Why isn't it on the menu? 
I guess that this is pretty much the point of this entire column, but for some reason it wants to be written here, in a shorter, and perhaps more metaphoric style. The internet can be seen as a vast, even limitless restaurant. We can order any item we want, and it will be served to us. But it's not the same cavernous, amorphous, restaurant that we encountered five or six years ago when the web exploded into popular consciousness. We no longer seem to take pleasure in eating our souvlaki while at an adjacent table someone else is devouring sushi. Instead, we've compartmentalized ourselves to the point where we know all there is to know about eating and ordering souvlaki, but hardly know that sushi exists.

Of course nobody says that pizza lovers have to know anything about tacos. A pizza portal would probably be a lucrative (for a while at least) venture. Imagine a home page that offered the aficionado access to all there is to know about pizza without having to waste time with other cuisine, let alone the news, sports, or anything else that didn't concern him or her. There's more than enough material available on the web in order to stay inside the pizza world for days on end. A specially designed browser (perhaps looking like a pizza) is even conceivable. But the web, and the internet in particular, held a different sort of promise. The promise that clicking on cheese or mushrooms might lead us to a wealth of unexpected information, would start us on an adventure that might even ultimately change our culinary preferences. Today's portals seem more to constrain rather than to invite.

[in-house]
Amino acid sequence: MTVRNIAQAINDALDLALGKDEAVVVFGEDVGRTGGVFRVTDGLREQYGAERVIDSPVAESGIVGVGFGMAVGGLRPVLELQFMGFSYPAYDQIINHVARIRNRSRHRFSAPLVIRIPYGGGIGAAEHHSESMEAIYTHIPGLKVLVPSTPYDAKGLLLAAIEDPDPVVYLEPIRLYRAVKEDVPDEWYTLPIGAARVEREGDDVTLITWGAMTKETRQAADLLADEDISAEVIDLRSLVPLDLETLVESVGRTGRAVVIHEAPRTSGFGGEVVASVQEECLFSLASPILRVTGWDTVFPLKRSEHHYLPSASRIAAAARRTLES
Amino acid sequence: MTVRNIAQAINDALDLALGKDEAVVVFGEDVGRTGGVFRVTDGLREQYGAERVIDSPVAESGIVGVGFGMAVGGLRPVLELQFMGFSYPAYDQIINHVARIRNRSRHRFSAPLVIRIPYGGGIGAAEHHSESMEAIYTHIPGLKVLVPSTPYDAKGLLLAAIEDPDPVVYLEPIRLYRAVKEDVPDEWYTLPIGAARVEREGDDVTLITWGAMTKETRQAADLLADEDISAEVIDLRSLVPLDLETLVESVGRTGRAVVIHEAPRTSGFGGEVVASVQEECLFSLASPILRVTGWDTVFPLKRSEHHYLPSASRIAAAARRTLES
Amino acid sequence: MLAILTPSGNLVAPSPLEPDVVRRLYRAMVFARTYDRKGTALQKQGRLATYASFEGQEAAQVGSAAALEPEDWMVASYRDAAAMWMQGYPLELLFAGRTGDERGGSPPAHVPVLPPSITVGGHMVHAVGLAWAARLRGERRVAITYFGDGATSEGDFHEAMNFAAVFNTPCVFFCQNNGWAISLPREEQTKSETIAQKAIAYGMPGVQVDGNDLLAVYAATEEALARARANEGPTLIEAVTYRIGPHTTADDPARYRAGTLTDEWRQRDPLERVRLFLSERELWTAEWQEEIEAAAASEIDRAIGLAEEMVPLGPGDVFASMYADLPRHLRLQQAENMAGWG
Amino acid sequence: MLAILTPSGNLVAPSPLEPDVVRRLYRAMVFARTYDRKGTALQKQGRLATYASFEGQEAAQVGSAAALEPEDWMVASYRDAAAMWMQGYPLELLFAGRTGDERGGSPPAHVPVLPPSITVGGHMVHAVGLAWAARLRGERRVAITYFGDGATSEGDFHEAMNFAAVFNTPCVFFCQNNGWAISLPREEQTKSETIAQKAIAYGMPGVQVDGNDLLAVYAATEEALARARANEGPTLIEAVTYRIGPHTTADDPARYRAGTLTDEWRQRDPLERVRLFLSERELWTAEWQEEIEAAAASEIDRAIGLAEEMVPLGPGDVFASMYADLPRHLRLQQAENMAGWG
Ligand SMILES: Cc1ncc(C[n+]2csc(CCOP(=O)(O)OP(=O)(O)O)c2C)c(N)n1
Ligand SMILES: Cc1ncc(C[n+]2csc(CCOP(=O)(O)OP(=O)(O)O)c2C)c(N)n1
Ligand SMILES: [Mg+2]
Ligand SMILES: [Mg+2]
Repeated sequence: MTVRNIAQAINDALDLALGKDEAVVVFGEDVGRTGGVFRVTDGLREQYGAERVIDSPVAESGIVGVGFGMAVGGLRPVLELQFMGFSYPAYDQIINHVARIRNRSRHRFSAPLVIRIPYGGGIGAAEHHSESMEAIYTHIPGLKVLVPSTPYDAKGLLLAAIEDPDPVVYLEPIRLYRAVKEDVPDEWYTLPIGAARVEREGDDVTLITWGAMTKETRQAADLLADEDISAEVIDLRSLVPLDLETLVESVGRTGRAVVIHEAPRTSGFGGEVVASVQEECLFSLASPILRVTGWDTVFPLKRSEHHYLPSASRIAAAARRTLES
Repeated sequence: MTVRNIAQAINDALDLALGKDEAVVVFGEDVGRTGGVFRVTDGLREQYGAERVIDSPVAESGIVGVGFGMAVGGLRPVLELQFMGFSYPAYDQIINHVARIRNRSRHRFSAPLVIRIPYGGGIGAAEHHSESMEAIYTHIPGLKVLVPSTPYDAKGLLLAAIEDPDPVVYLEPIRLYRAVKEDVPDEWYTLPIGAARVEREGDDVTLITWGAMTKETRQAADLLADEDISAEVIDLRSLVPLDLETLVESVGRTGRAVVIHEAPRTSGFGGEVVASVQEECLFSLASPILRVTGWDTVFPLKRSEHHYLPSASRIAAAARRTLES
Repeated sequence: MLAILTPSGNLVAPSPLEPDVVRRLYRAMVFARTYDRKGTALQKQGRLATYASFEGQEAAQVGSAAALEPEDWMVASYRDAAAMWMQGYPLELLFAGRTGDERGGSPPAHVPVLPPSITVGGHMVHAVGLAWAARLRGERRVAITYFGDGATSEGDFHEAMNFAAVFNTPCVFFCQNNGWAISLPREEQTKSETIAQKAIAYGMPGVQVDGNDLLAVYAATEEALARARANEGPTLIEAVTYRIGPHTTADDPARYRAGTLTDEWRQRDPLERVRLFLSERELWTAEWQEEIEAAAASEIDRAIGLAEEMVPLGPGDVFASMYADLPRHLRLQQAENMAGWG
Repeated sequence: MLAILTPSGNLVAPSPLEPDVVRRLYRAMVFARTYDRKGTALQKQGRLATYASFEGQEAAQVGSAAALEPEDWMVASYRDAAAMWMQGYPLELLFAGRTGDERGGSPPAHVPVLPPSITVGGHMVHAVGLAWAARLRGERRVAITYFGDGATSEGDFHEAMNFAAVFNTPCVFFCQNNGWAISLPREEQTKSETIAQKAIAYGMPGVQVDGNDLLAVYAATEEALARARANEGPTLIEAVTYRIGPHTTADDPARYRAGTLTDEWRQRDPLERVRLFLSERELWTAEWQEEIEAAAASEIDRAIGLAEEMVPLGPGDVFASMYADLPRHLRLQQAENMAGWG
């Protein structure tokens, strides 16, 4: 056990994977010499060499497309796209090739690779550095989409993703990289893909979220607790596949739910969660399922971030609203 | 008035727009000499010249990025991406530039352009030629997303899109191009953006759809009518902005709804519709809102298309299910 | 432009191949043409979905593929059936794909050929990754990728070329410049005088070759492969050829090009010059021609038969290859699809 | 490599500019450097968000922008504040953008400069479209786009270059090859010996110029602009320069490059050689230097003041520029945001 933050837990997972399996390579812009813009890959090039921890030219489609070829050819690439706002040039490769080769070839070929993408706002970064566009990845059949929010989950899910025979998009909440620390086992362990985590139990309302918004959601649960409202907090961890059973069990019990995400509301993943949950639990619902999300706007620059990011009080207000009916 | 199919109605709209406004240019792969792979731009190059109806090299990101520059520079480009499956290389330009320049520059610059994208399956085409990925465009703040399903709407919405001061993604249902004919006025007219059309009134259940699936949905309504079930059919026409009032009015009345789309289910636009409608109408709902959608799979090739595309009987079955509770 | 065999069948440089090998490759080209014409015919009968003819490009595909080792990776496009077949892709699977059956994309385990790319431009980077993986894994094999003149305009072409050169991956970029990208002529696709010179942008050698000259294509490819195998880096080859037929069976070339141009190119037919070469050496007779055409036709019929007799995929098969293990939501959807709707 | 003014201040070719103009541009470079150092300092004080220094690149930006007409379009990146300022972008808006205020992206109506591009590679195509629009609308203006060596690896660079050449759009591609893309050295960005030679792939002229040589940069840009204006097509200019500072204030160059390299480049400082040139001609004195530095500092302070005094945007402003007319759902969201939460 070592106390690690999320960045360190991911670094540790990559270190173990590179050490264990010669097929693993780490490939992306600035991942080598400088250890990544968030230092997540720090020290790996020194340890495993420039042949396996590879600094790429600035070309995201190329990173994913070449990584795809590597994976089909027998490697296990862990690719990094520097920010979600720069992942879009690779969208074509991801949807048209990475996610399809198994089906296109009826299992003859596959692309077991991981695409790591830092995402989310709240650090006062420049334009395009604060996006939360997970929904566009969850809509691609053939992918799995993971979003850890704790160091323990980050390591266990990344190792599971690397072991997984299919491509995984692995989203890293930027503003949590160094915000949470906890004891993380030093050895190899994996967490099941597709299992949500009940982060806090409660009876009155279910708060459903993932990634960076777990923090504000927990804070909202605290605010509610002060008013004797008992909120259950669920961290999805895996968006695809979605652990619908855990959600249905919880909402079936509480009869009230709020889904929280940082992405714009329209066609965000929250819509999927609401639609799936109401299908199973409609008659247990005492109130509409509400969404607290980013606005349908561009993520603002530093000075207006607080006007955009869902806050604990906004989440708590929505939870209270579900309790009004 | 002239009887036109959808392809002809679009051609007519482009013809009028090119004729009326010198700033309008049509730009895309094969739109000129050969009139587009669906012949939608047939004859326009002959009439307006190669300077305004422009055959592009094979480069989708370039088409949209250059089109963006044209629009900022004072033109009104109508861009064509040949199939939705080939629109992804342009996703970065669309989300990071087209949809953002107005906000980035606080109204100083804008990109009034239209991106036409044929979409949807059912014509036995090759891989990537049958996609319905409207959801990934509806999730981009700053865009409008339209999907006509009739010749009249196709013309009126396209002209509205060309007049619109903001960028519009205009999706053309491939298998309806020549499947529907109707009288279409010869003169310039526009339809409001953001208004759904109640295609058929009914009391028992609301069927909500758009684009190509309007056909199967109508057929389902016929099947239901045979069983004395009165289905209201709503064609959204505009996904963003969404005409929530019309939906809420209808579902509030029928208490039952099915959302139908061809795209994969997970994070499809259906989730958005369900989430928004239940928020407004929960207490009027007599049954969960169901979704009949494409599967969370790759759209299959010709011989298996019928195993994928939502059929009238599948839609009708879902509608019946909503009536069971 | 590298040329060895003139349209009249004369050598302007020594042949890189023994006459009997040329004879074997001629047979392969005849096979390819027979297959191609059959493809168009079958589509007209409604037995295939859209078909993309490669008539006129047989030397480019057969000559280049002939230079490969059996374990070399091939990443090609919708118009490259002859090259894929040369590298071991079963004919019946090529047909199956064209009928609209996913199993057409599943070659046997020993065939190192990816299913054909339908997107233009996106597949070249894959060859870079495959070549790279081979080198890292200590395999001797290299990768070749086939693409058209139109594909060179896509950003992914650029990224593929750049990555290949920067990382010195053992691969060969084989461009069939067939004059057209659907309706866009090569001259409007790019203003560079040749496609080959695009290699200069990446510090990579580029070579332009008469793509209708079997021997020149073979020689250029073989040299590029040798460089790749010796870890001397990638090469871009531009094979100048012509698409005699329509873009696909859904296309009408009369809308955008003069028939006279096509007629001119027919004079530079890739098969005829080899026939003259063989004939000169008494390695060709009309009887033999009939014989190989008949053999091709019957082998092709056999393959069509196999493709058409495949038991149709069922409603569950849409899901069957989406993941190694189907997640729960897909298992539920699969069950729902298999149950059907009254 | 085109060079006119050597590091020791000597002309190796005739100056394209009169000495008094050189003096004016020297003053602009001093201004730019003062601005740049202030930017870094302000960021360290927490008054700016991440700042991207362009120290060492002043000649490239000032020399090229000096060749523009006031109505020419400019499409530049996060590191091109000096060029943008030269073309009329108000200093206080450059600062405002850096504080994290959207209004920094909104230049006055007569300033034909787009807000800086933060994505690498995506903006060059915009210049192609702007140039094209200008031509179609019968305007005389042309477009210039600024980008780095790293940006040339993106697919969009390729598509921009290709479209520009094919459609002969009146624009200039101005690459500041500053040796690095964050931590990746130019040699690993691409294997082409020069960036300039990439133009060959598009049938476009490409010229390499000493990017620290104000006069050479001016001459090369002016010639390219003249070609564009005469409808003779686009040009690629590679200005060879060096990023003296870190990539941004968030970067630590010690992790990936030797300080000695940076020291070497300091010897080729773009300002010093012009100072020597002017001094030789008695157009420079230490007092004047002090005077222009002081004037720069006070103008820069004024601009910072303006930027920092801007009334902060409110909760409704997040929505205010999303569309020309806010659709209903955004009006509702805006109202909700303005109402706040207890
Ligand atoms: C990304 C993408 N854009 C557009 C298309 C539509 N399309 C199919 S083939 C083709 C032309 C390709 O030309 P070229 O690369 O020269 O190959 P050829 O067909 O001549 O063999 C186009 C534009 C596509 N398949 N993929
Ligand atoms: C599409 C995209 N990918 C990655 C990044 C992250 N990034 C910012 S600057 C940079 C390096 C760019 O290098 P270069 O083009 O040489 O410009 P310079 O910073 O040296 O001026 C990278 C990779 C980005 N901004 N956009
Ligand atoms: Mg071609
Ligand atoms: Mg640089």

Go to: Different strokes